How vulnerable I’d been, that May morning in 1961! How negligible in his eyes, how expendable, a young woman, and married; not a likely candidate for the holy orders of the PhD. And it was so: though my love for literature was undiminished, I’d become profoundly disillusioned with graduate study and couldn’t have imagined continuing in Madison for another year, let alone two or three; my subterranean despair would have choked me, and destroyed the happiness of my marriage; it would have destroyed my marriage. The drudgery of scholarly research and the mind-numbing routines of academic English study, above all the anxious need to please, never to displease, one’s sensitive elders, weren’t for me. My major writing effort of the year was a one-hundred-page seminar paper on Herman Melville tailored to the expectations of a quirky, very senior professor named Harry Hayden Clark, who had a penchant for massive footnotes and “sources”; this document was well received by Professor Clark but so depressed me that I threw away my only copy soon afterward.

The verdict of the examining committee was that “Joyce Carol Smith” be granted a master’s degree in English from the University of Wisconsin; but she was not recommended to continue PhD studies there. The verdict was You are not one of us, and how could I reasonably disagree?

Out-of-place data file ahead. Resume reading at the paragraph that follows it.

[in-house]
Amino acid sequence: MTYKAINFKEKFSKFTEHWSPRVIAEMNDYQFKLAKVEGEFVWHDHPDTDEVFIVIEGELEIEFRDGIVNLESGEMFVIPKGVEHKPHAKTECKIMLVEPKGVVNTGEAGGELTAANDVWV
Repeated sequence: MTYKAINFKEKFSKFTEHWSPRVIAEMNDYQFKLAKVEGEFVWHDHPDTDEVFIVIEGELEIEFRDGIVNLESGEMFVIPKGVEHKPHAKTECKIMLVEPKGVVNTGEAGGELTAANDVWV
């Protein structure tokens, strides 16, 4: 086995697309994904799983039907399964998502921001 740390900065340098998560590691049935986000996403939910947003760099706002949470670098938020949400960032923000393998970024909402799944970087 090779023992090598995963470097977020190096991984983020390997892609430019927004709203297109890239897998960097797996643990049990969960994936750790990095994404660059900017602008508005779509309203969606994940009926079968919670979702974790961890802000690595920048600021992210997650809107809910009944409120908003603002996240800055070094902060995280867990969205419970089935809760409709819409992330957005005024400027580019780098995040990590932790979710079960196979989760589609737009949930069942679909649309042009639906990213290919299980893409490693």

When, a quarter-century later, in what might be called the second act of a fairy tale of wavering intentions, I returned to the University of Wisconsin at Madison to be given an “honorary doctorate of humane letters” in an elaborate commencement ceremony, the occasion would seem surreal to me; I couldn’t help brooding on the irony of the situation, and perhaps the perversity, hearing my name amid those of other “distinguished alumni”; not that I was an impostor exactly, but if I hadn’t been rejected as a PhD candidate in 1961, if, instead, my examiners had urged me to continue with graduate work, I might have succumbed to the temptation; if I’d been a young man, for instance, of equal talent, I might have made myself into another person, and I certainly wouldn’t have been invited back to Wisconsin to be graciously honored. The paradox was not one that might be elevated to a principle for others: to be accepted by my elders in one decade, I’d been required to be repudiated by my elders in an earlier decade.